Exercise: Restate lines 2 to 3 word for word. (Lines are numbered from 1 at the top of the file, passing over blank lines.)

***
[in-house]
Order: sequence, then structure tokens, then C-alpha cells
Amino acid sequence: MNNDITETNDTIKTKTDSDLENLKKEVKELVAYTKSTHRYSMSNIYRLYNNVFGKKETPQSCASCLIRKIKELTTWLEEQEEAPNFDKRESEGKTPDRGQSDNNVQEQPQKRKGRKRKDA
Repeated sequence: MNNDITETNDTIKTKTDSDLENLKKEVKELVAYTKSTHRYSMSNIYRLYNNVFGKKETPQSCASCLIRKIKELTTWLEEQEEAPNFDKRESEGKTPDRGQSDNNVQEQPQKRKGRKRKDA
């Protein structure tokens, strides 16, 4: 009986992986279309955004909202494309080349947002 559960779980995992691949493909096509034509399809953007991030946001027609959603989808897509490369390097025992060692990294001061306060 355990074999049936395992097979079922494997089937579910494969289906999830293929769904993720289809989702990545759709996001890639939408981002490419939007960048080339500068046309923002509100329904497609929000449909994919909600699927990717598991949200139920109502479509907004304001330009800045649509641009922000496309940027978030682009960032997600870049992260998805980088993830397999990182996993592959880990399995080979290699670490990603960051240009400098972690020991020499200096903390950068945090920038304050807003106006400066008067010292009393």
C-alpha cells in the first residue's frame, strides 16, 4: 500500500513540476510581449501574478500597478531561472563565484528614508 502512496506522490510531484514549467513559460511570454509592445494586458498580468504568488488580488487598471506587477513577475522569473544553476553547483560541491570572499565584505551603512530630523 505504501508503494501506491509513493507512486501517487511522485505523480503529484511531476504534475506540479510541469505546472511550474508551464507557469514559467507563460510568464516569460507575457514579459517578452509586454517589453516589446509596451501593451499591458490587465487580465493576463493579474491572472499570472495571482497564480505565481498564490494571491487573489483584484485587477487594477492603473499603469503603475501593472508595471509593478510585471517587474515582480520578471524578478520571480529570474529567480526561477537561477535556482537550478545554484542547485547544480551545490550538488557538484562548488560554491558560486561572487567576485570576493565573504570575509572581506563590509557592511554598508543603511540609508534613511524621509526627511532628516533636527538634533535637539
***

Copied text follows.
Order: sequence, then structure tokens, then C-alpha cells
Amino acid sequence: MNNDITETNDTIKTKTDSDLENLKKEVKELVAYTKSTHRYSMSNIYRLYNNVFGKKETPQSCASCLIRKIKELTTWLEEQEEAPNFDKRESEGKTPDRGQSDNNVQEQPQKRKGRKRKDA